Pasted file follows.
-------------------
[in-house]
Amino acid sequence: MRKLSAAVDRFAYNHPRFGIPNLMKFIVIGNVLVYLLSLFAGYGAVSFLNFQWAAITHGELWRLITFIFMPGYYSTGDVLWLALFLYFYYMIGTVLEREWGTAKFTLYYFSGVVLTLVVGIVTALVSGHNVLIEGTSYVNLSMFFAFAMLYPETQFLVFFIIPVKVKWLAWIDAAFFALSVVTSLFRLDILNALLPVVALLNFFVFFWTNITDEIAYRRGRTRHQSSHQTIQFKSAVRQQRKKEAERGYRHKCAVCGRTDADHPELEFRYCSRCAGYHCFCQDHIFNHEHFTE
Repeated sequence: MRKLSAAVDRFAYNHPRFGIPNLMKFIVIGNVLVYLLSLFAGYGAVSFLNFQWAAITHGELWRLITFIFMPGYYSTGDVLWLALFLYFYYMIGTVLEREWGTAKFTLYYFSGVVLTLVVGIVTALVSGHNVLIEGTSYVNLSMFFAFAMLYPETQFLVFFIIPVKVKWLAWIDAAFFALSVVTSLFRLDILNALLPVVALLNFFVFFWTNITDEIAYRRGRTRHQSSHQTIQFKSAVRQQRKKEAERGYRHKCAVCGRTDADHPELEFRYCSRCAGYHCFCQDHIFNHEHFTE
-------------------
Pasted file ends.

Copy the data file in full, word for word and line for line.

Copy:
[in-house]
Amino acid sequence: MRKLSAAVDRFAYNHPRFGIPNLMKFIVIGNVLVYLLSLFAGYGAVSFLNFQWAAITHGELWRLITFIFMPGYYSTGDVLWLALFLYFYYMIGTVLEREWGTAKFTLYYFSGVVLTLVVGIVTALVSGHNVLIEGTSYVNLSMFFAFAMLYPETQFLVFFIIPVKVKWLAWIDAAFFALSVVTSLFRLDILNALLPVVALLNFFVFFWTNITDEIAYRRGRTRHQSSHQTIQFKSAVRQQRKKEAERGYRHKCAVCGRTDADHPELEFRYCSRCAGYHCFCQDHIFNHEHFTE
Repeated sequence: MRKLSAAVDRFAYNHPRFGIPNLMKFIVIGNVLVYLLSLFAGYGAVSFLNFQWAAITHGELWRLITFIFMPGYYSTGDVLWLALFLYFYYMIGTVLEREWGTAKFTLYYFSGVVLTLVVGIVTALVSGHNVLIEGTSYVNLSMFFAFAMLYPETQFLVFFIIPVKVKWLAWIDAAFFALSVVTSLFRLDILNALLPVVALLNFFVFFWTNITDEIAYRRGRTRHQSSHQTIQFKSAVRQQRKKEAERGYRHKCAVCGRTDADHPELEFRYCSRCAGYHCFCQDHIFNHEHFTE